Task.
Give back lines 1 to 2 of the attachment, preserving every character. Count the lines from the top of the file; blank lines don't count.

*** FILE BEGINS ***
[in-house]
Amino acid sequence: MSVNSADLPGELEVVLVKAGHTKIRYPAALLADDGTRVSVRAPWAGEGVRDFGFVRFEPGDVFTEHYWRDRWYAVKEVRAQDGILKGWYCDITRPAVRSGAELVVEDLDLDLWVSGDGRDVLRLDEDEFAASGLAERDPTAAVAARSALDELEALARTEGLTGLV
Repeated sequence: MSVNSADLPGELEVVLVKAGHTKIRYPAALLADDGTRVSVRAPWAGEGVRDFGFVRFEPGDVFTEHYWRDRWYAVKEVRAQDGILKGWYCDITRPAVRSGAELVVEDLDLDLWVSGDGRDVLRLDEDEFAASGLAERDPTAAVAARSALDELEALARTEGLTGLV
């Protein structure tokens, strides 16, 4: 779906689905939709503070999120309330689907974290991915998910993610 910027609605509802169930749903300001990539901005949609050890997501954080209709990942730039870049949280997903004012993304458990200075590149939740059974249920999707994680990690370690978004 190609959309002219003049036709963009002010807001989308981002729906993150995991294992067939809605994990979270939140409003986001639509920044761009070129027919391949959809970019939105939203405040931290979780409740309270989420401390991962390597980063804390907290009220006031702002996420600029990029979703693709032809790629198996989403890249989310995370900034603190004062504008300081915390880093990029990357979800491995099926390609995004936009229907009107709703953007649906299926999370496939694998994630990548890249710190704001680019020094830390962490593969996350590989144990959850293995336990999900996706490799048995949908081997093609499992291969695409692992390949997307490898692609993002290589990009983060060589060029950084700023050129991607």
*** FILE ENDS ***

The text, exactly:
[in-house]
Amino acid sequence: MSVNSADLPGELEVVLVKAGHTKIRYPAALLADDGTRVSVRAPWAGEGVRDFGFVRFEPGDVFTEHYWRDRWYAVKEVRAQDGILKGWYCDITRPAVRSGAELVVEDLDLDLWVSGDGRDVLRLDEDEFAASGLAERDPTAAVAARSALDELEALARTEGLTGLV